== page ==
Like Scotland, Catalonia has a distinct linguistic and national heritage. It has a special status within the Spanish state with greater autonomy and it has a population that has been seeking greater levels of independence, if not full separation and sovereignty. And the regional government of Catalonia has scheduled a referendum on independence for this coming November. For more on the history of Catalonia, see this.

Despite these similarities, most international lawyers could see quickly that a domestic referendum in the UK does not provide binding legal precedent for whether or not a domestic referendum in Spain would actually grant independence to Catalonia. Rather, the issue is one of political precedent: persuasive strength. In an argument supporting Catalonia’s referendum, Carles Boix and J.C. Major wrote in Foreign Affairs that, in their view:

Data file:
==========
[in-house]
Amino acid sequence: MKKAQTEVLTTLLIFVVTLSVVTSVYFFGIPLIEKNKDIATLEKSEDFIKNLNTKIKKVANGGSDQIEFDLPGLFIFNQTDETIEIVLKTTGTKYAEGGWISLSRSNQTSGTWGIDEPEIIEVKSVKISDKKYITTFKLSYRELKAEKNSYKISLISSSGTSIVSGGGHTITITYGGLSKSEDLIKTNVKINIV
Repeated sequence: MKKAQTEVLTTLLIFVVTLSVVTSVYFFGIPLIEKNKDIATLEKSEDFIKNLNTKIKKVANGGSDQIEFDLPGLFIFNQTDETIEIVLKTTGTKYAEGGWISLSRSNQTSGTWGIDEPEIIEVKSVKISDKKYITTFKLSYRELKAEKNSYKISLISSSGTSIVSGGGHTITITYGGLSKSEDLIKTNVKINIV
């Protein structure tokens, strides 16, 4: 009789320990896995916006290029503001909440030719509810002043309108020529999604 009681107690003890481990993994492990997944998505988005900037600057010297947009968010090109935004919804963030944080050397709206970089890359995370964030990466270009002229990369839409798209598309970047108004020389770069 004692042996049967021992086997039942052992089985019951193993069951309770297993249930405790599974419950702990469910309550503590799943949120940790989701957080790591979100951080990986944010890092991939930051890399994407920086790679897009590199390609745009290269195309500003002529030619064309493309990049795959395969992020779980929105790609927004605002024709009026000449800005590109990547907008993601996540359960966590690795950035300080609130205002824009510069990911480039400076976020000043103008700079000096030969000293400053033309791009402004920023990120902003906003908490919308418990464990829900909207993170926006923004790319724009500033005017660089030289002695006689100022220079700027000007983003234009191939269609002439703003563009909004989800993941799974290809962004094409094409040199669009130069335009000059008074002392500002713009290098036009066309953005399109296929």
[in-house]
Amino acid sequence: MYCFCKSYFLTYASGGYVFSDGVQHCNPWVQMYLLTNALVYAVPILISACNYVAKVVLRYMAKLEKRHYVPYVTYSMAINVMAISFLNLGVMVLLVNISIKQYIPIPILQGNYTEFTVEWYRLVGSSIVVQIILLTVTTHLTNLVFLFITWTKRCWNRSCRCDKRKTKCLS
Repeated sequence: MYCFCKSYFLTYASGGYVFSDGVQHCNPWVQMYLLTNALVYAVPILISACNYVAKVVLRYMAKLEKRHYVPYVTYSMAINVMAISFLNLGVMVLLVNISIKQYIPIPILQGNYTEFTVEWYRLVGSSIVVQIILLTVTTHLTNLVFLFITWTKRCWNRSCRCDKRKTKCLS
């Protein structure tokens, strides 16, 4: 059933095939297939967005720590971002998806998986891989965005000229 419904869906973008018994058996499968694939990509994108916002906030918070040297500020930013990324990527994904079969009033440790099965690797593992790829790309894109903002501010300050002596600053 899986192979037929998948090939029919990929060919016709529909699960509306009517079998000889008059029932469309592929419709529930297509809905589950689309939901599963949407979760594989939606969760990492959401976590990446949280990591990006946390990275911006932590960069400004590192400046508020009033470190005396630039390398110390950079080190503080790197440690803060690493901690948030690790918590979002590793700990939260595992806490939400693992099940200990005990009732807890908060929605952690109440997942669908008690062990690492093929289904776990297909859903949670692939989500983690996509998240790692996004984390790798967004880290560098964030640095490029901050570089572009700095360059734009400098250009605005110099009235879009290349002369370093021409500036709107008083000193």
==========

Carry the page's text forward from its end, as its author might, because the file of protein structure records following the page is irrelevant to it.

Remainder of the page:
International opinion tends to support this referendum, just as it has supported the one that will be held in Scotland this September or those that took place in Quebec a few years ago. Indeed, finding out where everyone stands would appear to be a necessary step to make an informed decision on how to proceed. And yet the Spanish government has not granted the Catalan authorities the power to conduct what would be a non-binding referendum — something that would be perfectly legal according to articles 92 and 150.2 of the Spanish constitution.

But even if one is to argue that Scotland’s referendum is persuasive authority, one first needs to consider whether the analogy is a good one. And, for that, we need to consider once again the legal and political situation. (more…)